Roads Shouldn’t Be Graveyards for Wild Animals


Friends of the Earth Malaysia (FOEM) is appalled at the frequent occurrences of road kills affecting our endangered species. It has been reported that since 2011, 1,110 wild mammals – including civets, wild boars, marbled cats, tapirs, and others – have been killed in road accidents across Malaysia.

According to the Minister of Natural Resources and Environment (July 14, 2016 – Bernama), protected species were killed on 61 different federal, state and municipal roads and highway networks.

Not surprisingly, most accidents took place in or near forested areas, where wild animals must cross roads to get from one forest area to another.

Despite FOEM and other wildlife NGOs highlighting the harmful effects of roads on wildlife, road density continues to increase with roads criss-crossing the country.

Federal and state governments and local transportation departments devote huge budgets to construction and upgrading of roads. Multinational lending institutions, such as the World Bank, finance roads that dissect the pristine rainforest, and usher in floods of settlers who destroy both the rainforest and the indigenous cultures inhabiting it. Public land-managing agencies build thousands of miles of roads each year to support their resource extraction activities. Most public agencies disregard the ecological impacts of roads, and attempt to justify logging roads as benefiting the public and wildlife management.

Although the effects of different types of roads vary, virtually all are bad for wild animals, and the net effect of all roads combined is nothing short of catastrophic.

Roadkill has a significant impact on wildlife population. Animals are at greatest risk from vehicles on high speed highways. Unimproved, unpaved roads are less dangerous. Increases in traffic volume result in more collisions on any given road, and in our profligate society, more people means more cars on virtually every road.

While roadkill statistics take into account the number of mammals found dead on roads, do they account for animals that crawl off the road to die after being hit? What about the numbers of reptiles, amphibians, invertebrates and birds? Snakes are particularly vulnerable to roadkill, as the warm asphalt attracts them during the day. What about the thousands of insects smashed on windshields?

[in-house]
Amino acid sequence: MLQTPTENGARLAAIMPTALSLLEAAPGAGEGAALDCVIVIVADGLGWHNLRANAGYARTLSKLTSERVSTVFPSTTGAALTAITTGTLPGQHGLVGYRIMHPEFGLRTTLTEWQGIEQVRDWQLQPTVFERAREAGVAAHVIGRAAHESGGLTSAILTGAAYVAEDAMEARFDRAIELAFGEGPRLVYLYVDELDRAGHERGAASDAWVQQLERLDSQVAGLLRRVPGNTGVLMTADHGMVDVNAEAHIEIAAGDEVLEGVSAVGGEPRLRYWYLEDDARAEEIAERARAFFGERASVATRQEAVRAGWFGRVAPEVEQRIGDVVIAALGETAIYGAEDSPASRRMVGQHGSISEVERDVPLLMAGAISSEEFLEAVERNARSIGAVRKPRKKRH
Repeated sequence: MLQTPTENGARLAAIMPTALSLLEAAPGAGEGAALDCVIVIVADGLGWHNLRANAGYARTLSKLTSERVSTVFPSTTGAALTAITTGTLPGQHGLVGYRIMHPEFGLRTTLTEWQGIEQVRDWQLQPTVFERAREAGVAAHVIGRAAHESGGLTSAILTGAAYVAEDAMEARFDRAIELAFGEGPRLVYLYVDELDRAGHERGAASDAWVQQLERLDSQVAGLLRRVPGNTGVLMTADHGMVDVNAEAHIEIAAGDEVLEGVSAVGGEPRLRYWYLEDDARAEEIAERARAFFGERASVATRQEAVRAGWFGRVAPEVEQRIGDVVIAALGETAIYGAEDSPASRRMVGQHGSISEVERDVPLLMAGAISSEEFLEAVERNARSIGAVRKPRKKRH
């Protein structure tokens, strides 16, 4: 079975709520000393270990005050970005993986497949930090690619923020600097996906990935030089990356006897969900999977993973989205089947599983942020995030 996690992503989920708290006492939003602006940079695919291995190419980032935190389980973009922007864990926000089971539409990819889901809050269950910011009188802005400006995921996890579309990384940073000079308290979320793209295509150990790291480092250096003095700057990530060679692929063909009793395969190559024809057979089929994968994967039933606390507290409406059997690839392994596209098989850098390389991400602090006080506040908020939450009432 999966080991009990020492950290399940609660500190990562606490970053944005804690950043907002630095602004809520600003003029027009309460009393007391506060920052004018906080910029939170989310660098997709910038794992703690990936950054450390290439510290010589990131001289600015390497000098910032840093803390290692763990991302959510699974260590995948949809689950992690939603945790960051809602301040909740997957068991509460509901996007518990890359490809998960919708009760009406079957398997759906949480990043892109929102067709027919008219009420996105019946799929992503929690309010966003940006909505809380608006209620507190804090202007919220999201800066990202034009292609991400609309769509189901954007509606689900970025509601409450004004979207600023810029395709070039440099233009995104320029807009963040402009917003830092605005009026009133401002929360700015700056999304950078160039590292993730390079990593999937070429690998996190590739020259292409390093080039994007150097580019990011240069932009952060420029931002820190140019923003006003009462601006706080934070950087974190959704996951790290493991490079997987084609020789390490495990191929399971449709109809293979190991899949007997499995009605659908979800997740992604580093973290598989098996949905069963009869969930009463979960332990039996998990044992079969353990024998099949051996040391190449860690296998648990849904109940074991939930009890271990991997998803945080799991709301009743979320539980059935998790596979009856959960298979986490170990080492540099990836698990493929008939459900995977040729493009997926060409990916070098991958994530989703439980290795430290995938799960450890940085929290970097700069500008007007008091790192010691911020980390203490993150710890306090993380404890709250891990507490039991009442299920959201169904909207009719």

Despite signboards at animal crossings, transverse bars, solar amber lights, animal viaducts, tunnels and pathways at locations with the highest number of roadkills, wildlife continues to perish. The questions that need to be asked are: ‘How effective are marked animal crossings in ensuring a lessening of roadkills?’ and, ‘Have any studies been conducted to find the percentage of wildlife using the constructed animal crossings?’

In fact, roadkills should not occur at all, given proper planning among the various agencies before construction of roads and highways through wildlife habitats.

Roads are major threats to the survival of wildlife. They act as a displacement factor affecting animal distribution and movement patterns. Animal populations fragment when access corridors are created that traverse national forests, and encourage further development and logging. Poaching of rare plants and animals also increases with roads, threatening the very existence of the forests’ rare flora and fauna.

Humans incessantly demand new roads for connectivity, forcing wild animals closer to roads and human settlements, so that even new wildlife crossings can do little to save animal lives.

The Ministry of Works (MOW) and the Malaysian Highway Authorities (MHA) must not turn a blind eye to the negative impacts of new roads and highways on the environment. Reckless planning and construction of new roads can be hugely detrimental to the surrounding environment and the ecosystem.

Roadkills can be avoided if these government bodies show a high level of concern about the importance of wildlife and their conservation and protection. When potential risks to the environment are identified and assessed, and management options thoroughly considered, then road managers, planners and scientists can work together to determine where it is best to site new roads in order to minimise animal deaths and ecological damage.

S M Mohd Idris
Friends of the Earth Malaysia (FOEM)

Featured image: leopard cat killed by a vehicle. Credit Kalyanvarma, CC BY-SA 4.0 / cropped.

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